No, not this time, Boris. The Prime Minister’s ‘both sides’ response to the terrorist attacks on Israel underscores how Western political elites — left, right and centre — lose all critical reasoning when it comes to one tiny strip of land in the Middle East. Israel is under assault from Hamas, the Islamist mafia that runs Gaza like 19th-century Sicily.
This follows tensions over the policing of holy sites during Ramadan; a spate of violent street incidents between Israelis and Palestinians; marching and incitement by the Israeli far-right; Palestinian rioting in Jerusalem; and Arab-Israeli rioting outside the capital. There has also been unrest ahead of a court ruling on property rights in the eastern Jerusalem community of Sheikh Jarrah, which was cut off during the 1948 Arab war on Israel and into which Transjordan transferred Arab families. Four Palestinian families could be evicted if the judgement goes against them.
The international media coverage has been what you might expect. The reporting of one incident in particular is illustrative. You will have seen rather a lot of headlines about Israel ‘storming’ Har Habayit, the compound above the Western Wall that once housed the first and second Jewish temples but is now home to the al-Aqsa Mosque and the Dome of the Rock and, despite being inside Israel’s capital, is administered by the Jordanian-funded Islamic Waqf. Buried in much coverage is that Israeli police raided the joint because Palestinians were rioting and using this sacred Islamic site to store concrete slabs, rocks and fireworks, which they turned on officers.
As ever with these things, there is plenty of blame to go around. Neither the Knesset nor the Israeli Supreme Court has found a satisfactory solution to land disputes in eastern Jerusalem or Judea and Samaria. The Israeli authorities should have been alert to the incendiary potential of a planned march through the Muslim Quarter by Jewish ultra-nationalists. The procession to mark the annual Jerusalem Day celebrations was re-routed in the end but too late to avoid spraying kerosene over the nascent flames. Israeli sovereignty in Jerusalem, the political and spiritual capital of the Jewish people, is just and its exercise not contingent on threats of violence, but sovereignty brings responsibility and a responsible government would have better managed the risk to public order. These days in Israel responsible government lingers far down the list of priorities for Prime Minister Benjamin Netanyahu, who is consumed by his own legal problems and busy cutting electoral deals with chauvinists and bigots.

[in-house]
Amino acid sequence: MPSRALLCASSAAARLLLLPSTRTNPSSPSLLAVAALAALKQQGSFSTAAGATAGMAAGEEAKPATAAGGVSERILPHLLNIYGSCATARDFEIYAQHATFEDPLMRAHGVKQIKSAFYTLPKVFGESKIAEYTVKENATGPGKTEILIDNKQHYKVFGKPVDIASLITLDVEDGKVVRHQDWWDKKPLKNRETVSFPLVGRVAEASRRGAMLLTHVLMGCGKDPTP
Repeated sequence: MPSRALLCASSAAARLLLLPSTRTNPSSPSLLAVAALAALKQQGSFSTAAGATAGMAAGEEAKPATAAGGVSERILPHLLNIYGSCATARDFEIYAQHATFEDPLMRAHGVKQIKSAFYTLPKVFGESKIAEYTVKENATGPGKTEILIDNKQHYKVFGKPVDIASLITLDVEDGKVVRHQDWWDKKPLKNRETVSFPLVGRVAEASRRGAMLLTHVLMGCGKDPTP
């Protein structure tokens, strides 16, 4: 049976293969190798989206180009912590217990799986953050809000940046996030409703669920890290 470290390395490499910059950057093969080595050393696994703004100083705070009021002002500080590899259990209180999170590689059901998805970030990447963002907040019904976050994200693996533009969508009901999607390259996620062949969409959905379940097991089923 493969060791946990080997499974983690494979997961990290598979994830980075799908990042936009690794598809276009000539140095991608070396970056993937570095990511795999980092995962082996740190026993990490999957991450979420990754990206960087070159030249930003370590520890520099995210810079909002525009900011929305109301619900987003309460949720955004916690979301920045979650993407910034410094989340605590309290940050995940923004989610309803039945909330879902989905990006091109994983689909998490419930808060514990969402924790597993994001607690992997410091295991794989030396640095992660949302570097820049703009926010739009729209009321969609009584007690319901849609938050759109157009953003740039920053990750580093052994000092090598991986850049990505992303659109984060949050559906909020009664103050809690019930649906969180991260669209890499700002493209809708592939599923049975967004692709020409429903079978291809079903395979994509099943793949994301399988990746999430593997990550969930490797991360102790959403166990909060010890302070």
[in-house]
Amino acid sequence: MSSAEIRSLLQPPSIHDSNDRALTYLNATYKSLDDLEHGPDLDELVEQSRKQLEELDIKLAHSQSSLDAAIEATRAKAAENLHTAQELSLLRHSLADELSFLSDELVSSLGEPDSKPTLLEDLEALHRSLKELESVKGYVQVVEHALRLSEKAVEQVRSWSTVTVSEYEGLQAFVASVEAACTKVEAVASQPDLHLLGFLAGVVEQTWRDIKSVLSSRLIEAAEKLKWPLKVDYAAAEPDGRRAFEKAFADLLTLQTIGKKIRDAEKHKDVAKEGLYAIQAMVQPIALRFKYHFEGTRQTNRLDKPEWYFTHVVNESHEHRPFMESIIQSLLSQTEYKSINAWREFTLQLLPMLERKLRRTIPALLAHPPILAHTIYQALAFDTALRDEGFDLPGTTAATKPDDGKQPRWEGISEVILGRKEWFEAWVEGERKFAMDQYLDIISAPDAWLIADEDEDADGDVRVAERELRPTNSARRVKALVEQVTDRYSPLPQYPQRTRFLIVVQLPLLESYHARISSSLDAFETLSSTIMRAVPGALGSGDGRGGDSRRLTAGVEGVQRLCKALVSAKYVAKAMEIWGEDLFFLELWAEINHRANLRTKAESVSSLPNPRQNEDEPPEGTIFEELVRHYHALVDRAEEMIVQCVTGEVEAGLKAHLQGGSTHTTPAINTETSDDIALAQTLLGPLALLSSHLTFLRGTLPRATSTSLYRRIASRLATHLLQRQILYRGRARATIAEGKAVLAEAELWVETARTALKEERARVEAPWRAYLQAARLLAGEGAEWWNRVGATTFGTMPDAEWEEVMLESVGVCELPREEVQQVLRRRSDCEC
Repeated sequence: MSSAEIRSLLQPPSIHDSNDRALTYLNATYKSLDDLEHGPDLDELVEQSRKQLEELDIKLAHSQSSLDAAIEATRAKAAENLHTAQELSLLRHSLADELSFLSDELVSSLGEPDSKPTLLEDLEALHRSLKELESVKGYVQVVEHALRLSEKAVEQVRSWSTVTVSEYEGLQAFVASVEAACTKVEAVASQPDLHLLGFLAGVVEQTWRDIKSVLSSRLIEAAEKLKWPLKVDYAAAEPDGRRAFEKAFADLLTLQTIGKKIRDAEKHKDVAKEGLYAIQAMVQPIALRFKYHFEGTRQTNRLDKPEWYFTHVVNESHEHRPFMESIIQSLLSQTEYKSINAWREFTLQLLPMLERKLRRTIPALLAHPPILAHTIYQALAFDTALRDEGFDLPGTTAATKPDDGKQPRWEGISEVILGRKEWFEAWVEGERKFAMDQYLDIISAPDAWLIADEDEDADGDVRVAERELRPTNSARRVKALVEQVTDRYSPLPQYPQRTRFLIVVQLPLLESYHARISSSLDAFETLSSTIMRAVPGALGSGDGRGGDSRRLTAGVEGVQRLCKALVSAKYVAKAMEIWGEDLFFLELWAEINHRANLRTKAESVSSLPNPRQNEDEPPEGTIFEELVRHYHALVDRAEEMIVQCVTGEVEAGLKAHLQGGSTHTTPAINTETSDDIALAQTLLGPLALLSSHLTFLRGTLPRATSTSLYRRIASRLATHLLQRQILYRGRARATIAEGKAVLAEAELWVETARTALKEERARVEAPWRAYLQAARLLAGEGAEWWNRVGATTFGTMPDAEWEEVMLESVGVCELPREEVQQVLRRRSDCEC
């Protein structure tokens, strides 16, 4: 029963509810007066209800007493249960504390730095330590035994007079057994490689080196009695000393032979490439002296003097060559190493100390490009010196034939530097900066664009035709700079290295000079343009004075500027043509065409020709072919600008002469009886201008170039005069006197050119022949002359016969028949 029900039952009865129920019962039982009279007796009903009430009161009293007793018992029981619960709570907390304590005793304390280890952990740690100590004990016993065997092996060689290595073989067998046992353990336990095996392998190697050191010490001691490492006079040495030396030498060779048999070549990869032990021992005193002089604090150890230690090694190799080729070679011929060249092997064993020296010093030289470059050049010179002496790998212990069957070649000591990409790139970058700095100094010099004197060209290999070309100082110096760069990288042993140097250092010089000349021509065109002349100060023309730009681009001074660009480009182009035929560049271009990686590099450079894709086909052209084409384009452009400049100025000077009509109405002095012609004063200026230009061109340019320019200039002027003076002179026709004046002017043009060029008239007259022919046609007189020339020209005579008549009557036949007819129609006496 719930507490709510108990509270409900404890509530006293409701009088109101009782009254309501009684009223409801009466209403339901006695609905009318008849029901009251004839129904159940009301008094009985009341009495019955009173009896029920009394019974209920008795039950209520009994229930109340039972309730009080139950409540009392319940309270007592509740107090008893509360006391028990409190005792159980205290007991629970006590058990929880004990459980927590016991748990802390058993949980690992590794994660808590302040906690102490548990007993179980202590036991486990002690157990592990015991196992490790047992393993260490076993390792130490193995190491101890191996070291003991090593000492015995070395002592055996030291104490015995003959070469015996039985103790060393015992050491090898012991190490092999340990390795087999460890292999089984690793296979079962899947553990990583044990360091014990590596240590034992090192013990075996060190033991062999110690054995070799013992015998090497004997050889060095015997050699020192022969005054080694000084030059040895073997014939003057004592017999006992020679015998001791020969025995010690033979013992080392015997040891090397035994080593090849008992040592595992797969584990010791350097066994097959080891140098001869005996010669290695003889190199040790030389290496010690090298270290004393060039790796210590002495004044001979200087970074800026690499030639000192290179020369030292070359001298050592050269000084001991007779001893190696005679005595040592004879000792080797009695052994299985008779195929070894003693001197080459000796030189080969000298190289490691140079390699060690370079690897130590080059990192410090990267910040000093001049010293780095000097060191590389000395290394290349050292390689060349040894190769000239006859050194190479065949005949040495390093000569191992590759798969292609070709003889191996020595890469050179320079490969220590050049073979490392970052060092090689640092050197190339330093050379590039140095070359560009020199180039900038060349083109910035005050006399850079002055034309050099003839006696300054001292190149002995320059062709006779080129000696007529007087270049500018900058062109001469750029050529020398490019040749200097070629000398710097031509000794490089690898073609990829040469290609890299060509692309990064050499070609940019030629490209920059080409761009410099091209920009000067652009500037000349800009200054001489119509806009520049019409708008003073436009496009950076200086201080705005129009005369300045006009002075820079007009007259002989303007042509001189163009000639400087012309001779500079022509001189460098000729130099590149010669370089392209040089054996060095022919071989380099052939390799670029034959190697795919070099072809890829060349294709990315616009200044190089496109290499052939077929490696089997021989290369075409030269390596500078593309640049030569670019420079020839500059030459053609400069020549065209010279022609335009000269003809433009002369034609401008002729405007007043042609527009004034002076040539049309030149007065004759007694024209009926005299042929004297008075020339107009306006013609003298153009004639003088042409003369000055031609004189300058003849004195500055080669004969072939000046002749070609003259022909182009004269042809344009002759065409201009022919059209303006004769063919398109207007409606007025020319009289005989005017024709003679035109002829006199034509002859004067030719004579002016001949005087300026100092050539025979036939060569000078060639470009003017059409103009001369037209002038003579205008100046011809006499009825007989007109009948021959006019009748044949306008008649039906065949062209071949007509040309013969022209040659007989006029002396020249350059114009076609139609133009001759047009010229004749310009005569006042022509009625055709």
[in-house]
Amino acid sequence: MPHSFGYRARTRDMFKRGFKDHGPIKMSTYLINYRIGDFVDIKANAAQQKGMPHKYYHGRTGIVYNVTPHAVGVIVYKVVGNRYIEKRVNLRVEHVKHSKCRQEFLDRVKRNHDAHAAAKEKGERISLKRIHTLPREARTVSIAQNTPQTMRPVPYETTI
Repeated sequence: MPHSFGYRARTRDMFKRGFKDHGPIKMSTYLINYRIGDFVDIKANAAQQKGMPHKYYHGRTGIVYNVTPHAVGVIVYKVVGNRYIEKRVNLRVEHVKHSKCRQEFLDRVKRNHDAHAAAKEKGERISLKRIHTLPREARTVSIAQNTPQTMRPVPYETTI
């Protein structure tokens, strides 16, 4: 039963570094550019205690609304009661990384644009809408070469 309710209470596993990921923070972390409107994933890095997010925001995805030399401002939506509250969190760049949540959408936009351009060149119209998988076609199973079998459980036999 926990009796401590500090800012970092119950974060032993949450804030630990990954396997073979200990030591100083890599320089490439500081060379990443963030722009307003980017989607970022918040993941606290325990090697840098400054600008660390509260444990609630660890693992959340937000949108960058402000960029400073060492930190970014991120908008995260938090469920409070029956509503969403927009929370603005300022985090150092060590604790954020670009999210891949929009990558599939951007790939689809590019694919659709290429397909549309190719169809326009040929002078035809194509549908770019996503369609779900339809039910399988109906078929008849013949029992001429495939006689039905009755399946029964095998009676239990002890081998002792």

Hamas surveyed the chaos and spied an opportunity, launching a barrage of rockets into Israel, fully aware of and indeed dearly wanting the response that would come. When it did, world leaders like Boris Johnson copied and pasted their standard response:
— Boris Johnson (@BorisJohnson) May 12, 2021
I am urging Israel and the Palestinians to step back from the brink and for both sides to show restraint. The UK is deeply concerned by the growing violence and civilian casualties and we want to see an urgent de-escalation of tensions.
‘Both sides’. Hamas does not seek the infidel’s praise. It just needs a score draw with the Zionist enemy, which is what the UK government and most governments across the West are happy to give it. The pretence of equivalence between the IDF and a kill-the-Jews terror gang would be offensive if it weren’t so risible. Not just because Israel wields far superior firepower (in physical, if not diplomatic, artillery) but because the values of Hamas and the values of Israel don’t exist in the same moral universe. Israel at its worst guarantees civil equality and religious freedom even to those who riot for its destruction, to the extent of arresting Jews who try to pray at Judaism’s holiest site while facilitating worship and pilgrimage by Muslims from the Palestinian Authority and elsewhere. If it’s Israeli apartheid you’re looking for, take a hike up Temple Mount.